DNA replication errors that are overlooked during proofreading or fail to be repaired can result in mutations. Knowledge of the role of DNA polymerase and various additional enzymes involved in the process of DNA replication is important to understand how genetic mutations occur.
DNA Structure and DNA Replication Errors
The DNA molecule looks like a twisted ladder spiraling around its long axis. The outside supports of this ladder are made up of a five carbon sugar and a phosphate group. Nitrogenous bases held together by hydrogen bonds make up the rungs of the ladder that complete the DNA structure. During the process of DNA replication, usually a new DNA molecule is created that is faithful in base sequence to the original. However, events can occur before and during the process of replication that can lead to deletions, insertions, substitutions and mismatched base pairs.
Remember that DNA polymerase copies from the template and adds nucleotides in the 5’ to 3’ direction. The enzyme adds the complementary base to the new DNA strand and proofreads before moving on to the next base on the template. The DNA structure is monitored to make sure the appropriate base pair has been added. Once an error is detected, DNA structure damage can be repaired in three different ways; mismatch repair, base-excision repair and nucleotide-excision repair.
Repairing the DNA Molecule
A mismatch repair occurs during replication of the DNA molecule when an incorrect base is found, removed and replaced with the correct one. DNA polymerase removes the incorrect base using apurinic/apyrimidinic (AP) endonuclease. The sugar-phosphate backbone section of the DNA structure must be intact, because the endonuclease corrects errors that occur with the nitrogenous base. This process adds one hundred times more accuracy to the replication process.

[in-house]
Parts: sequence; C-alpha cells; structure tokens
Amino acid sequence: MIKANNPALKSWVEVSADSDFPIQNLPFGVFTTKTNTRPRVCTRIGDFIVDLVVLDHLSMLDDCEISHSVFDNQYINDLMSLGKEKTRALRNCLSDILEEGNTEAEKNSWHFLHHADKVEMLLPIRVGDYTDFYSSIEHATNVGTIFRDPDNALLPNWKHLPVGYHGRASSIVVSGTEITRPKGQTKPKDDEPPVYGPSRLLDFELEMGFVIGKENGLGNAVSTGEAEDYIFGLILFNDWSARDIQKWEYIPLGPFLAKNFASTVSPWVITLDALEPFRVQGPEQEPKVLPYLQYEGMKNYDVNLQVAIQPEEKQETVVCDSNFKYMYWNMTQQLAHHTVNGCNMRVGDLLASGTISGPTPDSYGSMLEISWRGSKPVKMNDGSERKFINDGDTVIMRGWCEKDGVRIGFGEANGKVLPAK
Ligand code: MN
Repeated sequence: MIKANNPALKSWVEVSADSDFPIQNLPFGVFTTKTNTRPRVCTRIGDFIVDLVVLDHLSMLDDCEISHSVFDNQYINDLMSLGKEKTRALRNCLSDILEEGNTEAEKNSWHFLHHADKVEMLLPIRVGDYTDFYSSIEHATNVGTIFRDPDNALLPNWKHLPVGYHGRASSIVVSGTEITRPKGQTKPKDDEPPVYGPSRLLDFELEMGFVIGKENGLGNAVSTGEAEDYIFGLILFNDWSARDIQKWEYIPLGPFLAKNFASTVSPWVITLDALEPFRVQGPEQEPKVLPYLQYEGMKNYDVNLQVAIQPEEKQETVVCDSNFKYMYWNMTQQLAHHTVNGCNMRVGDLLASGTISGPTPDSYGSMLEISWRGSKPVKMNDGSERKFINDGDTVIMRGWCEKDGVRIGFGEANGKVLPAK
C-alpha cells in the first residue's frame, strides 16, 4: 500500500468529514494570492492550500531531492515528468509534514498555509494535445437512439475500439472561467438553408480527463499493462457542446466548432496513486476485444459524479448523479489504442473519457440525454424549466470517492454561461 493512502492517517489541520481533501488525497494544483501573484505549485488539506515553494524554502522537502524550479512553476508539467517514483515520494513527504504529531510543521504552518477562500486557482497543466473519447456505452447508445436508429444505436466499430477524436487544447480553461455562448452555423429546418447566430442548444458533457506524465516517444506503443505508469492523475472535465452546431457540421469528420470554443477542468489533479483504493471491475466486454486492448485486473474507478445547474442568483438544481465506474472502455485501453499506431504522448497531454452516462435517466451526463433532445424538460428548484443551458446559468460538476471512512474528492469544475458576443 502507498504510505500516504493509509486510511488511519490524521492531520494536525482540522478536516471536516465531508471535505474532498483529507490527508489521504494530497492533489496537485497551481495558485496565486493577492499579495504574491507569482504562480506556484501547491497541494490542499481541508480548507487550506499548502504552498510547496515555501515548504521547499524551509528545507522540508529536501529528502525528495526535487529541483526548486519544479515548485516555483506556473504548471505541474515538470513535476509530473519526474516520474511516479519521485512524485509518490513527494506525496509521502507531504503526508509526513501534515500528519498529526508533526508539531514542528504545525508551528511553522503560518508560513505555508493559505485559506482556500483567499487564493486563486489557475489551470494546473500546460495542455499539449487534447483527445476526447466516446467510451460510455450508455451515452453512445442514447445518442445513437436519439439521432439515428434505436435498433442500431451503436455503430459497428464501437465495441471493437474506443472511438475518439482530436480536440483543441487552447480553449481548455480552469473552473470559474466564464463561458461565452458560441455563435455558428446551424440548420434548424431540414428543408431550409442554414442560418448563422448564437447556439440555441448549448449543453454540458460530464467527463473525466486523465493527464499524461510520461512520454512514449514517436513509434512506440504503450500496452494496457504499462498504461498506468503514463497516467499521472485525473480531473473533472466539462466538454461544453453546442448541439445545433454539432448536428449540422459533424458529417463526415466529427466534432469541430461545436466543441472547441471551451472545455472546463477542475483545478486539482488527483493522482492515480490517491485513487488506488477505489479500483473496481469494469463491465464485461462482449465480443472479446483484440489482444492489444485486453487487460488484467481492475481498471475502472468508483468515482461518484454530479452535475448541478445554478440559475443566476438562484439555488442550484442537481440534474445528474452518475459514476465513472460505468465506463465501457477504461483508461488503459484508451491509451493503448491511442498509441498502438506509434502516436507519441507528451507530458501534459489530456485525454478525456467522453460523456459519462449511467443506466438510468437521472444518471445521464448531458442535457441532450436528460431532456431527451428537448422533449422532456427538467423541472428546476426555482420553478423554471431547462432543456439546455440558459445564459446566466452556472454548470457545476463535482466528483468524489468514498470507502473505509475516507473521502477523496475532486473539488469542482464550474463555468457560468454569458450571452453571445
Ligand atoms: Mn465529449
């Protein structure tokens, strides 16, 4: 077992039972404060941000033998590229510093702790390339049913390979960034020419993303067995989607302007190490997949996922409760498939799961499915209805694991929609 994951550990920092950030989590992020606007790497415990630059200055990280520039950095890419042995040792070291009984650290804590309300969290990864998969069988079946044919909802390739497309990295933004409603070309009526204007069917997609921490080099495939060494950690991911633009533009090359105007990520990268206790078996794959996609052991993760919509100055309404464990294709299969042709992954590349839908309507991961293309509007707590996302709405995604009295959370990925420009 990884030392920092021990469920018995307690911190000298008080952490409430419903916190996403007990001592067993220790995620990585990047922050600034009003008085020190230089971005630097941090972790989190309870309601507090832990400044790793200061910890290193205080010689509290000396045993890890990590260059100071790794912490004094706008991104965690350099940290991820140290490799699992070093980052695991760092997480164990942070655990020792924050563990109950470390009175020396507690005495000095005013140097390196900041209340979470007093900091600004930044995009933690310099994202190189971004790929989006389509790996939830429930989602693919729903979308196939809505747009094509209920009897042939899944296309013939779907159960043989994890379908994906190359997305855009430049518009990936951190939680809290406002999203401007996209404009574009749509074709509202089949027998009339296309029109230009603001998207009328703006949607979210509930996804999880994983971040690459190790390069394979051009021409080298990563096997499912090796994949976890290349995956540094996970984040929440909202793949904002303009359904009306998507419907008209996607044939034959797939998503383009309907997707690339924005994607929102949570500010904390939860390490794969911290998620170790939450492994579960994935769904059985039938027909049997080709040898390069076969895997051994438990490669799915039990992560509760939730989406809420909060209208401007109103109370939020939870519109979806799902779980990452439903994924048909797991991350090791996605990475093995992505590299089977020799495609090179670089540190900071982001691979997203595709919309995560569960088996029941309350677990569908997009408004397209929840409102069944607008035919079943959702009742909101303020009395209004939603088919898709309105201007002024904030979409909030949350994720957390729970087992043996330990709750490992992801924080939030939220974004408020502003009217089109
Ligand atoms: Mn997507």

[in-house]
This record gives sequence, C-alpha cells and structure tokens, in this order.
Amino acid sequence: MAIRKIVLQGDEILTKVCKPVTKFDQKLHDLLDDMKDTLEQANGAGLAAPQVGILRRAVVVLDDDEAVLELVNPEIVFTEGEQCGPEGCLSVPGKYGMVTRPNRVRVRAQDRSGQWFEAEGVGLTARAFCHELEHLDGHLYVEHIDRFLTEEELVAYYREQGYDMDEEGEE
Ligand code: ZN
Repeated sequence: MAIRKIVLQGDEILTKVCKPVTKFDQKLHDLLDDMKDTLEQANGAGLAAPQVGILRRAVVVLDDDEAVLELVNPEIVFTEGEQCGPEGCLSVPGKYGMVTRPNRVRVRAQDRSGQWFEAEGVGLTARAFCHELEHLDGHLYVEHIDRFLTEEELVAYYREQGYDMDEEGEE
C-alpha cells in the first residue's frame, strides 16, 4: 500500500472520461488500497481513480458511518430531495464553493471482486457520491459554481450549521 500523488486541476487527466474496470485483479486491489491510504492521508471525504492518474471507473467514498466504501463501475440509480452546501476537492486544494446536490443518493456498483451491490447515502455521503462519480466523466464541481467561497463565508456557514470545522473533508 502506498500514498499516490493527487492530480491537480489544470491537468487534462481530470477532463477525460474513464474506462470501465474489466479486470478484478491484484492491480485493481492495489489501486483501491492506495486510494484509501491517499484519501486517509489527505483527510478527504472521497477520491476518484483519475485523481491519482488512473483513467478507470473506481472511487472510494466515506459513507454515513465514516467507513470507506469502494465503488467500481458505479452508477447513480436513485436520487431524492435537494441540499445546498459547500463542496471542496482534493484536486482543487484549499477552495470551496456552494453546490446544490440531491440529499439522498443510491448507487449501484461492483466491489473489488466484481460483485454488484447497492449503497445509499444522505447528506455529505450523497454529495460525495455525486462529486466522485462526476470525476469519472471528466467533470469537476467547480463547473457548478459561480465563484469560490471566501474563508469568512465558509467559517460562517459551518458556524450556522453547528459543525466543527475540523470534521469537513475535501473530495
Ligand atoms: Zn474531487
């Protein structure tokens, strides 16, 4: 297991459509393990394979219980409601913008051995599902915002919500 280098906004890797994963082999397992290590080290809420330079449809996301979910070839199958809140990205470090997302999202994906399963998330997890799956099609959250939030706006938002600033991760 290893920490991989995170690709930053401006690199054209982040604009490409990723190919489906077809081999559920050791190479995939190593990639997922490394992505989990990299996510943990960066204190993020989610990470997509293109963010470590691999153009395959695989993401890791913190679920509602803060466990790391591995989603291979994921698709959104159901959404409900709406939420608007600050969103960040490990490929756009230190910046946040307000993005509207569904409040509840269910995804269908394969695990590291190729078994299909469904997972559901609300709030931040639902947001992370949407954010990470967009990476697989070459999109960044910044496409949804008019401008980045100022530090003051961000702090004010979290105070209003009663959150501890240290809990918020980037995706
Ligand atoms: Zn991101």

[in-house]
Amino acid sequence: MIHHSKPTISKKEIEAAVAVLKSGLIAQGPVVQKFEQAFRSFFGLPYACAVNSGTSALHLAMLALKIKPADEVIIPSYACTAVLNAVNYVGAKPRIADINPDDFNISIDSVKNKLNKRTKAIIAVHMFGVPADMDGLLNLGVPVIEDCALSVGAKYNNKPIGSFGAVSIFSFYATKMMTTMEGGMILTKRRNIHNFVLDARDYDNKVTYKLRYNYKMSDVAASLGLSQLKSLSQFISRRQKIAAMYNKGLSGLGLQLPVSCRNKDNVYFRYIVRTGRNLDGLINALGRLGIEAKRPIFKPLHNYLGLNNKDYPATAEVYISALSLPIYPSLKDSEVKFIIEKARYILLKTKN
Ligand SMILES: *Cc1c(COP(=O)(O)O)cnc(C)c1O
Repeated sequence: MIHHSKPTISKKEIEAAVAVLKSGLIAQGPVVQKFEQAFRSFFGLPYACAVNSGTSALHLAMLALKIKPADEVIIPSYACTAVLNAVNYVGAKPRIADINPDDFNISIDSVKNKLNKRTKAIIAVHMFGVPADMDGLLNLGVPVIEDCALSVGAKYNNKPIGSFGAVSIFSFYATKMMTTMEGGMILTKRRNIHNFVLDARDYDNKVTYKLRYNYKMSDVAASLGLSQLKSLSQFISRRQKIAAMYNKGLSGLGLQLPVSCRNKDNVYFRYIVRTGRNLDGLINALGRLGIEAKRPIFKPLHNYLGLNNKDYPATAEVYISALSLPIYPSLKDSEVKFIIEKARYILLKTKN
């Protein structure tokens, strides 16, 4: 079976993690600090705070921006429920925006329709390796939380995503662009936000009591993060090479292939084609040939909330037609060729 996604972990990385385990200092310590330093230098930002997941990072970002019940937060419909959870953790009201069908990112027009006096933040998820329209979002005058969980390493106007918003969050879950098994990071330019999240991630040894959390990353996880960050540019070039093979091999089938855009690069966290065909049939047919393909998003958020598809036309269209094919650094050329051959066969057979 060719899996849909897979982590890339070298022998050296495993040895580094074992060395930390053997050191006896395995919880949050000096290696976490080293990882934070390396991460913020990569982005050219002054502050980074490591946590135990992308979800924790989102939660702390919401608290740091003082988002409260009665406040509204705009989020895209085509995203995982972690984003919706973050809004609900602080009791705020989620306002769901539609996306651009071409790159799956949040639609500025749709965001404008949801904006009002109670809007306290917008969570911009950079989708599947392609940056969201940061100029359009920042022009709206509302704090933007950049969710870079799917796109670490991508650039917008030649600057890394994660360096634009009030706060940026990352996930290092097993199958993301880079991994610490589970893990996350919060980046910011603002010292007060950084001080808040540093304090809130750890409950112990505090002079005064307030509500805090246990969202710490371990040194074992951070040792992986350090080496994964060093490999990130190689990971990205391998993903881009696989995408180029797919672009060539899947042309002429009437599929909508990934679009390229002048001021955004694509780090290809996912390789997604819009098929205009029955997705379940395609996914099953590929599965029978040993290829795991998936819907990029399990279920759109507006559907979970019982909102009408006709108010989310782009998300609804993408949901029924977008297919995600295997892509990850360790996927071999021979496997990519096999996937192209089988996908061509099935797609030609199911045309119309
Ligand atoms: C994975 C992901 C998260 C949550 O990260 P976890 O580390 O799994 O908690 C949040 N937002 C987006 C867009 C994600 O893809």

The insertion of an incorrect base or an additional base during DNA replication occurs when bases are misread during the process. Insertions and substitutions are caused by spontaneous chemical changes to the DNA structure. Depurination (apurination) and deamination of the pyrimidine cytosine to uracil are two types of chemical changes that can occur during DNA replication.
Depurination is the loss of a purine base by a nucleotide creating an apurinic site.
Deamination of cytosine to uracil is the loss of an amino group by the base. An apyrimidinic site is created when uracil is removed from the site by the enzyme uracil DNA N-glycosidase.
DNA replication errors that are overlooked during proofreading or fail to be repaired can result in mutations. One category of genetic mutations resulting from replication errors are the triplet repeat diseases. During DNA replication, nucleotides are incorrectly inserted resulting in regions of the DNA structure that consist of copies of three nucleotides. These sections of three nucleotides may be repeated up to fifty times and may increase in subsequent generations. Disease symptoms may appear once the number of repeats has reached a threshold level. Duchenne muscular dystrophy, fragile X syndrome and Huntington’s disease all fit this pattern.